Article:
Thickening and increase of area of cartilage have been proposed as two alternative mechanisms of cartilage functional adaptation. The latter has been reported in endurance sportsmen. In weightlifters, extreme strain applied to the articular surfaces can result in other forms of adaptation. The aim of this research is to determine whether cartilage thickness is greater in elite weightlifters than in physically inactive men. Weightlifters (13) and 20 controls [age and body mass index (BMI) matched] underwent knee Magnetic Resonance Imaging (MRI). A single sagittal slice of the knee was taken and cartilage thickness was measured in five and six regions of the medial and lateral femoral condyles, respectively. The analyzed segments represented weight-bearing and nonweight-bearing regions. The tibia cartilage in the weight-bearing area was also measured. The time of training onset and its duration in the weightlifter group were recorded. The cartilage was found to be significantly thicker in weightlifters in most of the analyzed regions. The distribution of cartilage thickness on the medial and lateral femoral condyles was similar in both groups. The duration of training was not associated with cartilage thickness, but the time of training onset correlated inversely with cartilage thickness. It is possible that in high-strain sports, joint cartilage can undergo functional adaptation by thickening. Thus, mechanical loading history could exert a postnatal influence on cartilage morphology.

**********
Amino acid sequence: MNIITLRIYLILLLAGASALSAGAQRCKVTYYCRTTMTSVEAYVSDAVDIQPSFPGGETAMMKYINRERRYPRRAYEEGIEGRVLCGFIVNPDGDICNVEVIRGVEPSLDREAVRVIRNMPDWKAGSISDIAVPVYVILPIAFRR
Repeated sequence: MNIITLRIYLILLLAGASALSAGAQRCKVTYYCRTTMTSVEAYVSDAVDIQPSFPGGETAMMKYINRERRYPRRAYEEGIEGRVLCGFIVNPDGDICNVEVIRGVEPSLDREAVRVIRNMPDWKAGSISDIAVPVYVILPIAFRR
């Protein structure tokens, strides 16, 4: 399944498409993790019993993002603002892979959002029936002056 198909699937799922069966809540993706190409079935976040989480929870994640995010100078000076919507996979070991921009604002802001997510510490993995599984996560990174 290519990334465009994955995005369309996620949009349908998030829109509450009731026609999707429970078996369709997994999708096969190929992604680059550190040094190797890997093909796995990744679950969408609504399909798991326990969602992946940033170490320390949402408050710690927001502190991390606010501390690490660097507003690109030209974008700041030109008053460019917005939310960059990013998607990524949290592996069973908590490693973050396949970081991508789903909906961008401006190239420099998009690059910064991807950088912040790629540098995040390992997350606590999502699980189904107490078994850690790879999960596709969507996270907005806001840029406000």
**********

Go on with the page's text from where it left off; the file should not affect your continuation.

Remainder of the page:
Keywords: cartilage thickness; functional adaptation; magnetic resonance imaging; weightlifting.
© 2014 Wiley Periodicals, Inc.